Completed in 1873, the Masonic Temple in the center of Philadelphia serves as the meeting place for more than two dozen Freemason lodges

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An occult society playing a hand in major American history events that’s run by a cabal of ex-U.S. presidents who communicate with compasses and cryptic symbols?

There are plenty of myths and speculation about Freemasons.

But the folks behind Philadelphia’s Masonic Temple really, really don’t want you to think anything weird is going on in the striking, cathedral-esque building just north of City Hall.

“If we were a secret society, we wouldn’t have this building prominently displayed in the middle of a major city,” said Michael McKee, executive director of the Masonic Library and Museum of Pa. “Either that, or we’re horrible at keeping secrets.”

Hmm. Sounds like what someone good at keeping secrets would say.

Let’s clear up one misconception: Non-Masons are absolutely allowed inside the Philadelphia building, McKee emphatically noted. The temple is open for tours, weddings, corporate events and even the occasional reporter who wants to know more about the inner-workings of a downtown Norman-style architectural landmark.

Credit: Max Marin / Billy Penn

Billy Penn toured the building this spring alongside WHYY’s Movers & Makers production crew, and there’s a lot to see inside the stylized halls where Masons have performed their not-so-secret rituals for nearly 150 years.

Freemasonry is not a religion. It’s a men’s-only fraternity that’s modeled after medieval stonemasons, who used symbols to identify and communicate with each other. It dates back to 18th century England, but today in the U.S., each state manages its own lodges. Nationwide membership has declined 75% since the 1950s.

Philly’s temple is owned by a Freemason trust. Completed in 1873, the building at 1 N. Broad St. serves as the headquarters of the Grand Lodge of Free & Accepted Masons of Pennsylvania, as well as the meeting place for 28 other city lodges.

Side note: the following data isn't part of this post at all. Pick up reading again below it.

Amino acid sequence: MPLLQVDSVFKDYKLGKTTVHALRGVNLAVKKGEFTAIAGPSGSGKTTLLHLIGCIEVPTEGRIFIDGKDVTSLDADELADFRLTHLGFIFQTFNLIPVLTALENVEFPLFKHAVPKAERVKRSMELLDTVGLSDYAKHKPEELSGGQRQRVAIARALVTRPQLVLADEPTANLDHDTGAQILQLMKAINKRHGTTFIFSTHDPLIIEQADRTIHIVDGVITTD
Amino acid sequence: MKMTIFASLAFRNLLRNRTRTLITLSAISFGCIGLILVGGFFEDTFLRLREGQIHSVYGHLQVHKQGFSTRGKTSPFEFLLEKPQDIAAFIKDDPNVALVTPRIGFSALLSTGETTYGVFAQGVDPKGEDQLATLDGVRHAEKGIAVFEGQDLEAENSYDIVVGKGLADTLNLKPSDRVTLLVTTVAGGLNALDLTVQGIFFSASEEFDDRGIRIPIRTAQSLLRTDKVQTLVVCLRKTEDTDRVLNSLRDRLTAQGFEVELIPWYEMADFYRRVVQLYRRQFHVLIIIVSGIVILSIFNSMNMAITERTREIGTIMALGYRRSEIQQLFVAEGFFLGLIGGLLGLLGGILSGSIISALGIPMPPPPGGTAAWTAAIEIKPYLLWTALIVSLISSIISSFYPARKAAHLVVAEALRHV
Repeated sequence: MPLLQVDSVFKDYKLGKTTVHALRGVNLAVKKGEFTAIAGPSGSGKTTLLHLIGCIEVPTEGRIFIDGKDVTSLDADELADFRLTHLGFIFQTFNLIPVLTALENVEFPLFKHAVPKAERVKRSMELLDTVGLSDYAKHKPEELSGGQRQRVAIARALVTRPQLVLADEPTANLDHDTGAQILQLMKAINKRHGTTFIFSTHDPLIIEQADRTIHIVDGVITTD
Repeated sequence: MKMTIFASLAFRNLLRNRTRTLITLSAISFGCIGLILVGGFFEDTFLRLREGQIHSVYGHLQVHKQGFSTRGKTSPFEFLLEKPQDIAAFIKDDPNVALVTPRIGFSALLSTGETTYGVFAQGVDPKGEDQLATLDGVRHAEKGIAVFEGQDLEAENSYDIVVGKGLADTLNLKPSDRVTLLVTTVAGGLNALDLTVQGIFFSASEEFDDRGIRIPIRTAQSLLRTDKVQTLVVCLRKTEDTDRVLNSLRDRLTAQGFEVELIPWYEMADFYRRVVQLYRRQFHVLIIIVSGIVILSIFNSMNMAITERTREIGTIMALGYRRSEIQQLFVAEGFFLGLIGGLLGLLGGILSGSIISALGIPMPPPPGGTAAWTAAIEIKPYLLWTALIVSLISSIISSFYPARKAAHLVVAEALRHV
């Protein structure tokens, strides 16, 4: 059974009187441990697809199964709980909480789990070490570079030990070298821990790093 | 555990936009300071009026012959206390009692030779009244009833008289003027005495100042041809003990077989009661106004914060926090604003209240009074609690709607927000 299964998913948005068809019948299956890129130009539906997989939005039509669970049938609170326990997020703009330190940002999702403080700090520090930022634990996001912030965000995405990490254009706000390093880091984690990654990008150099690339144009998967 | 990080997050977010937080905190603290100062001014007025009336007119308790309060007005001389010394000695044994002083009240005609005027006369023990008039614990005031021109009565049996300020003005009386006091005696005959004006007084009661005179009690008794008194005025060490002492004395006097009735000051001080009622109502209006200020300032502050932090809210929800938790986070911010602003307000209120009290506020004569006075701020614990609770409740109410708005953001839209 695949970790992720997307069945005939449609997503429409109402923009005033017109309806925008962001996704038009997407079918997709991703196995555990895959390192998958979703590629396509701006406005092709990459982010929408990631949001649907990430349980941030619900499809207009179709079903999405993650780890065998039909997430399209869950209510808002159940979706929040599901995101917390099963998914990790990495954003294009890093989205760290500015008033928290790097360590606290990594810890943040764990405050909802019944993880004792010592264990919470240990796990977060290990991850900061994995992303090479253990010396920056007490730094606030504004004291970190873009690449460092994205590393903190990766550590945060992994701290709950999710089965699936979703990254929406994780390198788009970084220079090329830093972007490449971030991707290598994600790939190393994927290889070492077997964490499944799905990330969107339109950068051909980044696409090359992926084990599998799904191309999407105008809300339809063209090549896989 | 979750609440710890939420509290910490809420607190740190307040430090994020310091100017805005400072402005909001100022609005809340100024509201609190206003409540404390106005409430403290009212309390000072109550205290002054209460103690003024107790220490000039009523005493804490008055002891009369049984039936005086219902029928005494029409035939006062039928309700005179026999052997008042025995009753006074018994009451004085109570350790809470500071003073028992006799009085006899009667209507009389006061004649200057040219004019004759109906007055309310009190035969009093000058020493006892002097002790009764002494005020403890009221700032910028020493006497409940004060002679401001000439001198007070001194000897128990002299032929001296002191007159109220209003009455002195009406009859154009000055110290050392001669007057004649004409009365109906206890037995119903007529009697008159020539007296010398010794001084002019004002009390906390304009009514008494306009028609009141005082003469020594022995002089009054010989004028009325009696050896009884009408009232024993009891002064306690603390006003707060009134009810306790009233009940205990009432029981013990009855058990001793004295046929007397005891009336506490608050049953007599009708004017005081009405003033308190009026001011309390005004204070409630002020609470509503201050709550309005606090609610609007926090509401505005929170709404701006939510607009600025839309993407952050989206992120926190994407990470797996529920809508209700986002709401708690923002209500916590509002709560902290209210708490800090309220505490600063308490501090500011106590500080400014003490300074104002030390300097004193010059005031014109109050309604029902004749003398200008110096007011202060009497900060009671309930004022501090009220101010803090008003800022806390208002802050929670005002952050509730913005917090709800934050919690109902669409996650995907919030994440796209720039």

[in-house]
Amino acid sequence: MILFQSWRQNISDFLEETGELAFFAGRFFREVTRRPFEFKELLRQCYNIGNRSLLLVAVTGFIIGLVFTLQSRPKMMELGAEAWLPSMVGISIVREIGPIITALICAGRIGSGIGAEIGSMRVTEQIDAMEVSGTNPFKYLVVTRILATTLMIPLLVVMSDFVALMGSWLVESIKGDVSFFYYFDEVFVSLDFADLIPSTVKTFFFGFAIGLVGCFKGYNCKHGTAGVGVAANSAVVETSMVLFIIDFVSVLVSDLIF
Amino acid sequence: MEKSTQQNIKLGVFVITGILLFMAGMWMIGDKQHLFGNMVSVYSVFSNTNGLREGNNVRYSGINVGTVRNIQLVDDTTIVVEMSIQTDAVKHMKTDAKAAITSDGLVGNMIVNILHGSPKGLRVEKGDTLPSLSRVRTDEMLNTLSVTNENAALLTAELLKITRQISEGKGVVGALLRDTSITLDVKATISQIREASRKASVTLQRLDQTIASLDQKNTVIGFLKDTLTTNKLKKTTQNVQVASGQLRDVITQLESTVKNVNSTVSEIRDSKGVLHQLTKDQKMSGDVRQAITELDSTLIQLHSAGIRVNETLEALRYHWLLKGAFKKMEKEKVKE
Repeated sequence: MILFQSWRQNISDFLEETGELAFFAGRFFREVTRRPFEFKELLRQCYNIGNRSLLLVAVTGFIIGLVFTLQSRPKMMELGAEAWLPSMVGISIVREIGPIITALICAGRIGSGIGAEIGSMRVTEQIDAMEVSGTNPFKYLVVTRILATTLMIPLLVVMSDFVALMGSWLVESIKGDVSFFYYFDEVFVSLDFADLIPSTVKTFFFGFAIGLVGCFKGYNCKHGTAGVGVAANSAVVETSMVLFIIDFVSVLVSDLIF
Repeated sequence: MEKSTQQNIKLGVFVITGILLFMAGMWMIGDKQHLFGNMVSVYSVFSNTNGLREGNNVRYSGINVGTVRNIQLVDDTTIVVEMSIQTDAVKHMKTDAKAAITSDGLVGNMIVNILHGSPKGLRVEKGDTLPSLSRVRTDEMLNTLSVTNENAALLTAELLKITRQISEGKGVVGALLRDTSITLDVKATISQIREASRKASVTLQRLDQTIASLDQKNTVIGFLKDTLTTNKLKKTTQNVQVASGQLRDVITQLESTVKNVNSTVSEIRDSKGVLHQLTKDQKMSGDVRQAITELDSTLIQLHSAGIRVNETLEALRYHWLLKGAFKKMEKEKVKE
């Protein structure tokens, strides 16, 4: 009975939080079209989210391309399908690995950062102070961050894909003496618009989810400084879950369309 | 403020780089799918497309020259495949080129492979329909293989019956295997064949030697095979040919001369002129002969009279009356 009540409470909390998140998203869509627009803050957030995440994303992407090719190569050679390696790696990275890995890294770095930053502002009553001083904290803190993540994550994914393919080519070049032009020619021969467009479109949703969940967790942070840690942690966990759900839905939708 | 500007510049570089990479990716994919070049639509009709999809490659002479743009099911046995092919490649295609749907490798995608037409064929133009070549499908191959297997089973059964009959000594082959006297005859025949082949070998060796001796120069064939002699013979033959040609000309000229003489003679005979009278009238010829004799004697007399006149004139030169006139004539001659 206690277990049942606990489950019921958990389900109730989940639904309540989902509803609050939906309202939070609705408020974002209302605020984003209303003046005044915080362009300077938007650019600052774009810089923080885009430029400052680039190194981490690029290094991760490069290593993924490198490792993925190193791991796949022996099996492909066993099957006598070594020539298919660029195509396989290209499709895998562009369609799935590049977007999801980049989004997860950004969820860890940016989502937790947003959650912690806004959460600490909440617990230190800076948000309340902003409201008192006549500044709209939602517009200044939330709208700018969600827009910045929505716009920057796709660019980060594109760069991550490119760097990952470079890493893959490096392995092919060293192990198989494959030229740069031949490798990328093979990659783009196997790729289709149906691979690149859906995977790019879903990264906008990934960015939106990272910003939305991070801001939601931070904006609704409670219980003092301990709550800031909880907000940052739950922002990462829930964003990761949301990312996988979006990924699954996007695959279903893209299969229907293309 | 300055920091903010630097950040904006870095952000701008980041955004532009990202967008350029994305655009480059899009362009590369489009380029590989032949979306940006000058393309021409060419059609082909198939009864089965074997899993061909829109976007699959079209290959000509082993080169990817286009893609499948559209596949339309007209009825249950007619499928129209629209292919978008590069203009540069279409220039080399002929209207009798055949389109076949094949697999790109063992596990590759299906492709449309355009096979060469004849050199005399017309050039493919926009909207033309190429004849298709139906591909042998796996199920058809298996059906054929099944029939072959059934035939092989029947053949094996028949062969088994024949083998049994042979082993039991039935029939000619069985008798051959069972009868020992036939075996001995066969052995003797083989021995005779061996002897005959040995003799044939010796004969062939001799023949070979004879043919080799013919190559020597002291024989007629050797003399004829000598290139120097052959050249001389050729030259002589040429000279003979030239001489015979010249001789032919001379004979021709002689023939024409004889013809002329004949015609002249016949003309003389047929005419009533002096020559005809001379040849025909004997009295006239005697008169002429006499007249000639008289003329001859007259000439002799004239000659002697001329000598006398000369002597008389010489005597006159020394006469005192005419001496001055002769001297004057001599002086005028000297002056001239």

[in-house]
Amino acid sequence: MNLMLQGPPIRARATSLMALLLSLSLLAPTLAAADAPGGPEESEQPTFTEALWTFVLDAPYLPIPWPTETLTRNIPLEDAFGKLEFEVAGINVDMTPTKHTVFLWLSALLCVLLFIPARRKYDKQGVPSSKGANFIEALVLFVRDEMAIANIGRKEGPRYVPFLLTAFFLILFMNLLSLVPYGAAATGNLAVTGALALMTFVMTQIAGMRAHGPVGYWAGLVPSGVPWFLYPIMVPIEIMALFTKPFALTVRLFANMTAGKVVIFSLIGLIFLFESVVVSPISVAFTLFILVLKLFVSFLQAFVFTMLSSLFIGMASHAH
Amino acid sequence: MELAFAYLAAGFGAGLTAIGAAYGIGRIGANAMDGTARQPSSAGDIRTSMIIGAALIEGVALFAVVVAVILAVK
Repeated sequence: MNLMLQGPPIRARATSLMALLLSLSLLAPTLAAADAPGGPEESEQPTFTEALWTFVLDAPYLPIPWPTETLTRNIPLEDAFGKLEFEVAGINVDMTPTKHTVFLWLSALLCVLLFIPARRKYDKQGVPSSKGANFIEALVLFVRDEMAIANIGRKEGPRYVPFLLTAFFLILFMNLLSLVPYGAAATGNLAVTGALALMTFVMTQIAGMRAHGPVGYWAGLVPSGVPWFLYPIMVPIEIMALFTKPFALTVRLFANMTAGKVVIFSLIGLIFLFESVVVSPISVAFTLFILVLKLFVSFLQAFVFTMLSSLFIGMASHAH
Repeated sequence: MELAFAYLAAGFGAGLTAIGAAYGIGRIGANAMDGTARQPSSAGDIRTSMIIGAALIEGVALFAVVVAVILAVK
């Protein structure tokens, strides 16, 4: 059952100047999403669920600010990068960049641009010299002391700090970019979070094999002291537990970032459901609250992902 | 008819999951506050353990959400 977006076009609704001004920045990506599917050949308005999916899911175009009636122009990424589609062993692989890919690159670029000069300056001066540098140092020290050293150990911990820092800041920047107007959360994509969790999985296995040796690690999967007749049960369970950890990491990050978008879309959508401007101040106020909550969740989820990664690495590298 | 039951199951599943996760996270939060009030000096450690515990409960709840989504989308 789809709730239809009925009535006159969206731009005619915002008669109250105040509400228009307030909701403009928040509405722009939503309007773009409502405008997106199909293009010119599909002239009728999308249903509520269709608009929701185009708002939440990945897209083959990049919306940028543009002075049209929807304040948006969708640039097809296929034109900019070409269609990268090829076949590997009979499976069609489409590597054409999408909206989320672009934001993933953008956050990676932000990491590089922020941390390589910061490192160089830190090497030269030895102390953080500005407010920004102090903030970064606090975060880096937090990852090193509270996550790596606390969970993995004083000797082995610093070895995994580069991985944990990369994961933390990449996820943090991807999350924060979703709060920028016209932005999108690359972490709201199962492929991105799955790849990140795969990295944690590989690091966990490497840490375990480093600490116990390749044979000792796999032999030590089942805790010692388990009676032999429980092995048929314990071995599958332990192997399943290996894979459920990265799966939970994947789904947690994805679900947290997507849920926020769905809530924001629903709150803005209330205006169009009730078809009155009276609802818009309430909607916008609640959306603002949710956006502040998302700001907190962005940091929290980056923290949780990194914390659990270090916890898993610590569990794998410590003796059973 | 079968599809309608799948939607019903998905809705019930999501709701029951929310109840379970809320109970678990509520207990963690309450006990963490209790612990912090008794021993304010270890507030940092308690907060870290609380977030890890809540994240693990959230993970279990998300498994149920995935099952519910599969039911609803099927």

From the outside, the 19th century structure can feel uninviting. Designed by architect James H. Windrim, the granite and syenite exterior has ornamentation similar to City Hall. It appears oversized and ominous, as if it were larger than the land it sits on.

Inside, there’s more than meets the eye — and a lot you won’t find on a traditional tour, including a hidden network of rafters, a plaster “death mask,” and a warning about ice cream.

Credit: Max Marin / Billy Penn

Ancient halls and secret rafters

The Masonic Temple’s main draw are the detailed interiors of the archaic grand halls.

Of the seven, Egyptian Hall is the crowd favorite, according to John Minott, masonic associate and tour guide.

Occasionally they’ll have to shut down one of the halls for repairs, and “Egyptian Hall is the only one they snarl at,” he said. “‘It’s the only reason I came here,’” Minott quoted visitors as saying. “You can tell them Norman Hall is off, and they go ‘OK that’s fine, there’s six others.’”

The halls are rife with symbolism — references to disciplines like geometry, civilizations as old as ancient Babylon, and of course, plenty of squares and compasses.

Another thrill can be found in the rafters above the halls.

Credit: Max Marin / Billy Penn

McKee, the museum director, said few visitors have been up there. From the upper floor of the temple, a ladder takes you into a dark opening that leads to a series of clanking metal catwalks.

There’s an incongruous hand-painted wooden sign that looks a century old.

“NOTICE,” it reads. “DO NOT LET Ice Cream Tubs Stand On This PLATFORM BY ORDER OF THE [ILEGIBLE].”